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25 and Under...and 23...and 22 I'm trekking southern Australia in the World Nomads Ambassador van with my little brother & his girlfriend. This should be interesting.

Day 1

AUSTRALIA | Wednesday, 9 January 2008 | Views [1698] | Comments [4]

The ambassadors.

The ambassadors.

Day 1

Hello, let me introduce myself. My name is Robin, I’m a 25-year-old magazine editor from New York City, and I’m traveling in the World Nomads ambassador van with my brother, Jeff, and his girlfriend Crystal.

Back in September I left New York and all that came with it — job, friends, low-rent apartment— to travel Australia on my own. So far I’ve spent multiple weeks in both Melbourne and Sydney, and I’ve done the East Coast backpackers trail, all the way up to Cape Tribulation. What I haven’t done, however, is drive. And uh, camp. It’s not something I “do,” first off, let’s get that straight, so the fact that I’m lying in a campervan bed with a mosquito buzzing persistently around my head in the middle of the wilderness somewhere outside Lorne, VIC, is a big deal. But I wanted to do it — I wanted to try this camping thing — and I wanted to do it in one of the most beautiful countries in the world: Australia.

That’s my story.

My brother and Crystal, however, have lives and jobs and things to go back to at home, but they decided on a whim to come do this trip with me. I’m very grateful, because believe me when I tell you they could be on a cruise somewhere in the Caribbean right now. Instead, they’re in a tent. Thanks guys.

So here we are: Day 1.

After a sunshiny two days puttering around Melbourne, we picked up the van this morning and set off for the Great Ocean Road. I’d actually done part of the GOR in September, with a girlfriend of mine and a few friends of hers. Back then, all you could see was green, green, green. The outlying scenery around Melbourne looked different this time — it’s summer and it’s brown. This was the Australia I’d heard about. Desert, the harsh outback…let me tell you, it really puts those 4-minutes showers into perspective.

We spent the next hour gazing outside at the landscape. Tractors dotted the landscape as the buildings and warehouses started to disappear, but before we knew it we were in Victoria’s second largest city: Geelong. Here’s what I know about Geelong: 1. They won the Aussie Rules Grand Final in September by, well, a lot. 119-36, or something embarrassing like that. Sorry Port Adelaide; 2. One of their star players, Jimmy Bartel, won the Brownlow, the most presitigious footy award you can get. He’s also adorable; and 3. The National Wool Museum is in Geelong.

Well, sad to say we gave the National Wool Museum a pass, but we did drive through the city center to take a look. The water surrounding the pier sparkled as if to welcome us to the countryside; when we left Melbourne it was grey skies above, huge rolling clouds moving in ominously overhead. But here, here down at the gorgeous pier, the Great Ocean Road beckoning, it was as clear as can be. With weather like that, we were anxious to be on our way, so after a mandatory groceries stop we set off for our first “real” stop of the day: Torquay.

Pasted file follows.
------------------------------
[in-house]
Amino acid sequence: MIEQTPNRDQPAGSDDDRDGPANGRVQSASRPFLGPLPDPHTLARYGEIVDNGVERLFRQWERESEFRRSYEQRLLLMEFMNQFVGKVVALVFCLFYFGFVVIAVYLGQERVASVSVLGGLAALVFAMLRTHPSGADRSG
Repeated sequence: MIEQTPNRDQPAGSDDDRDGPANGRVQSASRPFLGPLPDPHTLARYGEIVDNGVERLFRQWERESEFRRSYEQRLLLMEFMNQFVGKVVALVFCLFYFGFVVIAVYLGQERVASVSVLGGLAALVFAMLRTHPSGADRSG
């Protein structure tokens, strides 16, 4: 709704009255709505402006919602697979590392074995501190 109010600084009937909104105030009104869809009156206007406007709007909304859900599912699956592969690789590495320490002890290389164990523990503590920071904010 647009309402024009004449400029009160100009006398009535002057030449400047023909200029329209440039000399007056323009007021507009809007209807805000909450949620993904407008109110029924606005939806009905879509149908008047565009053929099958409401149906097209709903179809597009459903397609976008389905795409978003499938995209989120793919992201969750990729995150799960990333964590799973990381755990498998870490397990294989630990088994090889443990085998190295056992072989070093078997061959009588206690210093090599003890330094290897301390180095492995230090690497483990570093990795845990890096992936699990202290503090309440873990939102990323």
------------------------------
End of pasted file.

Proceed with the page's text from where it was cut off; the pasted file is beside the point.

I remember Torquay from September. It felt miles and miles away from civilization; vacation season hadn’t really started up yet, and the rugged coastline was free of screaming kids and adventurous bodyboarders. Now, in summer, it was packed. Families and sunbathers dotted Main Beach, while surfers caught massive waves off the beaches to the west. This is the surf coast, you know. We rocked up to a grassy knoll, popped out our PB&Js (American pride!) and admired the view. The water was aqua blue, the kind of colors they use for the “mint gel” flavors of toothpaste.

We left not long after, but not before Jeff and Crystal managed to find some time for swings. “A rule,” he said. “Where there are swings, one must swing.” They swang.

Next stop: Point Addis. Only 8 Ks out of Torquay, we swung a quick left and meandered down a long, winding road until reaching our prettiest destination of the day. Glistening water, huge sandstone cliffs and not a soul out there. Paradise on the Great South Way. If we could have stayed there, we would have, because what a sunrise that would be, but our goal for the day was to make it to Lorne, my first and only overnight stop when I came down here last time. Then, however, I was staying in the Lorne hotel for $50 p/night. Now I’d be camping.

And so it goes, our little Nomie made it up the ridiculous hill into the mountains behind Lorne and into our campsite for the night. Pasta dinner courtesy of Crystal, and now here I lay: my first night out in the Australian wilderness. Yeah, I’ve been here four months, but it’s nothing like this.

Welcome. It should be an interesting four weeks. And now I’m going to go murder this d*$m mozzie.

Tags: ambassador van, the great outdoors

 

Comments

1

Hope you have great fun with the van! (I know i did)
Happy travels & remember to check the oil!

  stowaway Jan 9, 2008 1:29 PM

2

Well, hope walking upside-down at the bottom of the world is fun. Looking forward to more blog reports from you guys. Give Crystal a noogie for me.

  Big Bro Jan 10, 2008 5:07 PM

3

Thanks guys!!

  dazey311 Jan 12, 2008 11:31 AM

4

Hi All
Good to hear you are having a good time in OZ, if you can do the Great Ocean Walk detial are at www.parkweb.vic.gov.au and at www.greatoceanwalk.com You will need to register a least 4 weeks in advance

Good Luck

Johno

  Johno Feb 3, 2008 6:30 PM

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